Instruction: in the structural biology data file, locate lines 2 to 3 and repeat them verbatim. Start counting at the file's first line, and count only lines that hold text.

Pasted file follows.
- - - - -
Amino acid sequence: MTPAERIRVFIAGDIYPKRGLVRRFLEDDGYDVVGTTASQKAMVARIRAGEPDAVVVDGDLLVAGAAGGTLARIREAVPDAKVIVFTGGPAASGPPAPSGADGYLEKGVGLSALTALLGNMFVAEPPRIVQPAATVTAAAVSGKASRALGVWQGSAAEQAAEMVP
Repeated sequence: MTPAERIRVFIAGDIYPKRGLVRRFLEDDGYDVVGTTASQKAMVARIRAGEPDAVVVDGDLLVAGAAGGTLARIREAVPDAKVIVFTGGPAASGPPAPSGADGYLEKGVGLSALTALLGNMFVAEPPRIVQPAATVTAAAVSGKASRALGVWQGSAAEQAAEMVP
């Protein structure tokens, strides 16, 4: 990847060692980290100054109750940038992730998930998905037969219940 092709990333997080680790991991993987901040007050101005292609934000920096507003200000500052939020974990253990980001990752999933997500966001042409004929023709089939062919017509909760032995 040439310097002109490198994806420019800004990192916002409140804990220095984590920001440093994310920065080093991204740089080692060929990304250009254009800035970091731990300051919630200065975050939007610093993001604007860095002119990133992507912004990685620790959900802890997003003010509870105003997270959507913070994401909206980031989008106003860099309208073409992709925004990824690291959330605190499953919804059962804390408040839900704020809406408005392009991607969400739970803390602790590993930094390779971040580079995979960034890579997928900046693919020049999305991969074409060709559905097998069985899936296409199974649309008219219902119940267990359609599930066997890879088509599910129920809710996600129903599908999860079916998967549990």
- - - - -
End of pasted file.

Repeated sequence: MTPAERIRVFIAGDIYPKRGLVRRFLEDDGYDVVGTTASQKAMVARIRAGEPDAVVVDGDLLVAGAAGGTLARIREAVPDAKVIVFTGGPAASGPPAPSGADGYLEKGVGLSALTALLGNMFVAEPPRIVQPAATVTAAAVSGKASRALGVWQGSAAEQAAEMVP
């Protein structure tokens, strides 16, 4: 990847060692980290100054109750940038992730998930998905037969219940 092709990333997080680790991991993987901040007050101005292609934000920096507003200000500052939020974990253990980001990752999933997500966001042409004929023709089939062919017509909760032995 040439310097002109490198994806420019800004990192916002409140804990220095984590920001440093994310920065080093991204740089080692060929990304250009254009800035970091731990300051919630200065975050939007610093993001604007860095002119990133992507912004990685620790959900802890997003003010509870105003997270959507913070994401909206980031989008106003860099309208073409992709925004990824690291959330605190499953919804059962804390408040839900704020809406408005392009991607969400739970803390602790590993930094390779971040580079995979960034890579997928900046693919020049999305991969074409060709559905097998069985899936296409199974649309008219219902119940267990359609599930066997890879088509599910129920809710996600129903599908999860079916998967549990």